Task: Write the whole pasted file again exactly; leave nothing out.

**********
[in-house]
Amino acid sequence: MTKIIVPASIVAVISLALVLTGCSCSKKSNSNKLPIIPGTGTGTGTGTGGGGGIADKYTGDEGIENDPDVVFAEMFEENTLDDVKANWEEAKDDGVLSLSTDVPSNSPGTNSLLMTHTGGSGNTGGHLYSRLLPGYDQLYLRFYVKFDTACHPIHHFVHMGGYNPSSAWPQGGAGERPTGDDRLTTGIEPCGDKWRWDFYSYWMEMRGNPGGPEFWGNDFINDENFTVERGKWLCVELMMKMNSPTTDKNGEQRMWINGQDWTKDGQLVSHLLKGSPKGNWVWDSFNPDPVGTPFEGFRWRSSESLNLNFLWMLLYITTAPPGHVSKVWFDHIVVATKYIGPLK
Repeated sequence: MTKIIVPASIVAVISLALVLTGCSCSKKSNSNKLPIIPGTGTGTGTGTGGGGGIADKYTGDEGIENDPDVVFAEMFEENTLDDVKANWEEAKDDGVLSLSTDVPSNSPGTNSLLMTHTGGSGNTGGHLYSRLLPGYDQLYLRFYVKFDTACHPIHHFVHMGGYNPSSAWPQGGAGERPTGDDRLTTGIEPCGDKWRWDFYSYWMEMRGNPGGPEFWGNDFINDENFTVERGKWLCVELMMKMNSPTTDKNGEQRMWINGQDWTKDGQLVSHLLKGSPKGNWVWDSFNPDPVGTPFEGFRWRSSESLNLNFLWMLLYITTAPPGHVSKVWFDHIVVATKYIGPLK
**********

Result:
[in-house]
Amino acid sequence: MTKIIVPASIVAVISLALVLTGCSCSKKSNSNKLPIIPGTGTGTGTGTGGGGGIADKYTGDEGIENDPDVVFAEMFEENTLDDVKANWEEAKDDGVLSLSTDVPSNSPGTNSLLMTHTGGSGNTGGHLYSRLLPGYDQLYLRFYVKFDTACHPIHHFVHMGGYNPSSAWPQGGAGERPTGDDRLTTGIEPCGDKWRWDFYSYWMEMRGNPGGPEFWGNDFINDENFTVERGKWLCVELMMKMNSPTTDKNGEQRMWINGQDWTKDGQLVSHLLKGSPKGNWVWDSFNPDPVGTPFEGFRWRSSESLNLNFLWMLLYITTAPPGHVSKVWFDHIVVATKYIGPLK
Repeated sequence: MTKIIVPASIVAVISLALVLTGCSCSKKSNSNKLPIIPGTGTGTGTGTGGGGGIADKYTGDEGIENDPDVVFAEMFEENTLDDVKANWEEAKDDGVLSLSTDVPSNSPGTNSLLMTHTGGSGNTGGHLYSRLLPGYDQLYLRFYVKFDTACHPIHHFVHMGGYNPSSAWPQGGAGERPTGDDRLTTGIEPCGDKWRWDFYSYWMEMRGNPGGPEFWGNDFINDENFTVERGKWLCVELMMKMNSPTTDKNGEQRMWINGQDWTKDGQLVSHLLKGSPKGNWVWDSFNPDPVGTPFEGFRWRSSESLNLNFLWMLLYITTAPPGHVSKVWFDHIVVATKYIGPLK